Ofcom’s report reveals television workforces still fail to resemble the British population
Our TV, as we love to remind ourselves and the rest of the world, is unique and uniquely British. Last month, the now former media minister John Whittingdale suggested that Britain’s public service broadcasters – BBC, ITV, Channel 4 and Channel 5 – could in future be legally required to produce what he described as “distinctively British” programmes. Whittingdale cited Only Fools and Horses, Downton Abbey, The Great British Bake Off, Doctor Who, The Bodyguard and Fleabag as examples of the sort of programmes that would pass his test.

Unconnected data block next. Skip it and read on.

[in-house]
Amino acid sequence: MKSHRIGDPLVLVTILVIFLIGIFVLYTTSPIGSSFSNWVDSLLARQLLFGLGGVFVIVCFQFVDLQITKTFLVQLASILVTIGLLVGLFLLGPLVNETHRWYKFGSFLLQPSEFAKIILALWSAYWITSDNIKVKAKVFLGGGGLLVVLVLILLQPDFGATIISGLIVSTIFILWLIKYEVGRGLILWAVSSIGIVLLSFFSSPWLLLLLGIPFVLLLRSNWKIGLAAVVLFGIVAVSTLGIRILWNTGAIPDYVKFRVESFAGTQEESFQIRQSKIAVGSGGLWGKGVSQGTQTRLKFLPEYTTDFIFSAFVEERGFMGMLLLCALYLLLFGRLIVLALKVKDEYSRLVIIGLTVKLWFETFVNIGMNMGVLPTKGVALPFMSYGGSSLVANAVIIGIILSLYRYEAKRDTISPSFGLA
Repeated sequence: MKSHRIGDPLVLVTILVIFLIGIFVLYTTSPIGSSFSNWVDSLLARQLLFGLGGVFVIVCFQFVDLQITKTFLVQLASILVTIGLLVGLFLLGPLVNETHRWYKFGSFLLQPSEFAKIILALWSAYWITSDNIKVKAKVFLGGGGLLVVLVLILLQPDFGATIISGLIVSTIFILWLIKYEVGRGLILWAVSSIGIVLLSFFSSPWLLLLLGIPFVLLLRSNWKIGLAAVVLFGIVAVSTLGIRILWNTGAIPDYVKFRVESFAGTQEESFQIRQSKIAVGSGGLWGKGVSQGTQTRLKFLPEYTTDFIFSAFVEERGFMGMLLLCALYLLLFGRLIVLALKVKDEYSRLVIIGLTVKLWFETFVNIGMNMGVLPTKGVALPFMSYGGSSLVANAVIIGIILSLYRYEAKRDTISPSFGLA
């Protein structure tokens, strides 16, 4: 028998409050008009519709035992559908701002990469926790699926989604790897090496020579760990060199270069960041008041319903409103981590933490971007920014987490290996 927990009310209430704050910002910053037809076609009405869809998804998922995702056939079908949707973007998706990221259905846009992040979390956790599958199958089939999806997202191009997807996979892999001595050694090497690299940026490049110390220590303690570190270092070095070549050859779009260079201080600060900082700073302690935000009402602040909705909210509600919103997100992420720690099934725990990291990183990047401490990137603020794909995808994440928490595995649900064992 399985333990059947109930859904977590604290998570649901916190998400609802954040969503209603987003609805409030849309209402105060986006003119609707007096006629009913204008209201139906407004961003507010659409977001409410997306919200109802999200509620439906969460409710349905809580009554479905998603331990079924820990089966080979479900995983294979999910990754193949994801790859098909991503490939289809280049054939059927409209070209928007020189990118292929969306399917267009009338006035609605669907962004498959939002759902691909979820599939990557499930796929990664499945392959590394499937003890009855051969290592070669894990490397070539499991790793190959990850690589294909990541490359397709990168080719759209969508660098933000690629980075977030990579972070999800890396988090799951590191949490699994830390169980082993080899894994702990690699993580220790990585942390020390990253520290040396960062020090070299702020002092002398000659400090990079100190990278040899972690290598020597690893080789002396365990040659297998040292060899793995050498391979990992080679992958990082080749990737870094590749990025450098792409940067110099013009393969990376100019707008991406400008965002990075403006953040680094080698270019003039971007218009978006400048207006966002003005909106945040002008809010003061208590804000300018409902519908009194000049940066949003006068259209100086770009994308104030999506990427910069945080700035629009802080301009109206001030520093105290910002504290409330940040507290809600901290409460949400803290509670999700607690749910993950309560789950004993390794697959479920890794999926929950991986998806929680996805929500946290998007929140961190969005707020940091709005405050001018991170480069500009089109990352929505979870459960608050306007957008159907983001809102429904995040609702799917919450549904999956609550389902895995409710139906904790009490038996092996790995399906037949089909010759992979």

This raises lots of questions. First, if “Britishness” were to be legally mandated, who gets to define and measure it and by what criteria? Are shows such as Idris Elba’s Luther, Michaela Coel’s I May Destroy You and Steve McQueen’s Small Axe films, which explore the stories of black Britons – real and fictional – not also “distinctively British”?